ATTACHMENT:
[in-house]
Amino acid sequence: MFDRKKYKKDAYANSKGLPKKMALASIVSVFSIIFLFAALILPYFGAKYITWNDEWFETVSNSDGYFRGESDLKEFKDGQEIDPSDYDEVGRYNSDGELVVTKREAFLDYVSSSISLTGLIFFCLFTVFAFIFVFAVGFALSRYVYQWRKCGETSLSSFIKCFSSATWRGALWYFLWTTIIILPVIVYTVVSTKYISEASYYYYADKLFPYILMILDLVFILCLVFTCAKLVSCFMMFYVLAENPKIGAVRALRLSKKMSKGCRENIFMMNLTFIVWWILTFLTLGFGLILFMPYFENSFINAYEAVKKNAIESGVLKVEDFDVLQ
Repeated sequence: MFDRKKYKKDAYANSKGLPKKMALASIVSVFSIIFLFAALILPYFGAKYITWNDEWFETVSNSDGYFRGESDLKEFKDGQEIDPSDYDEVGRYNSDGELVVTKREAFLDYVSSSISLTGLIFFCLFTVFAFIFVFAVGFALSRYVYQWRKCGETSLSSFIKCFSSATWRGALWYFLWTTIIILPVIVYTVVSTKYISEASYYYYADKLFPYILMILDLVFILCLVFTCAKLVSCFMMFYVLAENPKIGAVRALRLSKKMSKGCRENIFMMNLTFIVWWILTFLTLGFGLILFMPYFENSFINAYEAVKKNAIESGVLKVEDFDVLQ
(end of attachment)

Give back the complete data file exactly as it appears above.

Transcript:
[in-house]
Amino acid sequence: MFDRKKYKKDAYANSKGLPKKMALASIVSVFSIIFLFAALILPYFGAKYITWNDEWFETVSNSDGYFRGESDLKEFKDGQEIDPSDYDEVGRYNSDGELVVTKREAFLDYVSSSISLTGLIFFCLFTVFAFIFVFAVGFALSRYVYQWRKCGETSLSSFIKCFSSATWRGALWYFLWTTIIILPVIVYTVVSTKYISEASYYYYADKLFPYILMILDLVFILCLVFTCAKLVSCFMMFYVLAENPKIGAVRALRLSKKMSKGCRENIFMMNLTFIVWWILTFLTLGFGLILFMPYFENSFINAYEAVKKNAIESGVLKVEDFDVLQ
Repeated sequence: MFDRKKYKKDAYANSKGLPKKMALASIVSVFSIIFLFAALILPYFGAKYITWNDEWFETVSNSDGYFRGESDLKEFKDGQEIDPSDYDEVGRYNSDGELVVTKREAFLDYVSSSISLTGLIFFCLFTVFAFIFVFAVGFALSRYVYQWRKCGETSLSSFIKCFSSATWRGALWYFLWTTIIILPVIVYTVVSTKYISEASYYYYADKLFPYILMILDLVFILCLVFTCAKLVSCFMMFYVLAENPKIGAVRALRLSKKMSKGCRENIFMMNLTFIVWWILTFLTLGFGLILFMPYFENSFINAYEAVKKNAIESGVLKVEDFDVLQ